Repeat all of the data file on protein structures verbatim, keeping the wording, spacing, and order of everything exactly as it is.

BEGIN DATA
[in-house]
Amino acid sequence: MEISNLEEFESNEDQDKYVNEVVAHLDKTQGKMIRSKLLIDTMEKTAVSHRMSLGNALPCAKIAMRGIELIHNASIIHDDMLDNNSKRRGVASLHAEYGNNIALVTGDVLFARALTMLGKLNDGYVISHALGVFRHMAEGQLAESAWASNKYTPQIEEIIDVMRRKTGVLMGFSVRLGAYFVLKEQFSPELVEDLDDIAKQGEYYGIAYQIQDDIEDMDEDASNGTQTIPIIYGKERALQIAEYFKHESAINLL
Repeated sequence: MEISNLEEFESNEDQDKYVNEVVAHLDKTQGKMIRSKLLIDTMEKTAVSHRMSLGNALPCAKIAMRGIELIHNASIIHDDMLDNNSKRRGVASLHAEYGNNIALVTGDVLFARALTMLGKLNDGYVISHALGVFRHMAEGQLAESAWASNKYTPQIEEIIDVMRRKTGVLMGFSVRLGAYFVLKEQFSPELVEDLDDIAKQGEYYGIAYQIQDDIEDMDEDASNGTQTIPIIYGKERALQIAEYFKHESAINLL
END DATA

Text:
[in-house]
Amino acid sequence: MEISNLEEFESNEDQDKYVNEVVAHLDKTQGKMIRSKLLIDTMEKTAVSHRMSLGNALPCAKIAMRGIELIHNASIIHDDMLDNNSKRRGVASLHAEYGNNIALVTGDVLFARALTMLGKLNDGYVISHALGVFRHMAEGQLAESAWASNKYTPQIEEIIDVMRRKTGVLMGFSVRLGAYFVLKEQFSPELVEDLDDIAKQGEYYGIAYQIQDDIEDMDEDASNGTQTIPIIYGKERALQIAEYFKHESAINLL
Repeated sequence: MEISNLEEFESNEDQDKYVNEVVAHLDKTQGKMIRSKLLIDTMEKTAVSHRMSLGNALPCAKIAMRGIELIHNASIIHDDMLDNNSKRRGVASLHAEYGNNIALVTGDVLFARALTMLGKLNDGYVISHALGVFRHMAEGQLAESAWASNKYTPQIEEIIDVMRRKTGVLMGFSVRLGAYFVLKEQFSPELVEDLDDIAKQGEYYGIAYQIQDDIEDMDEDASNGTQTIPIIYGKERALQIAEYFKHESAINLL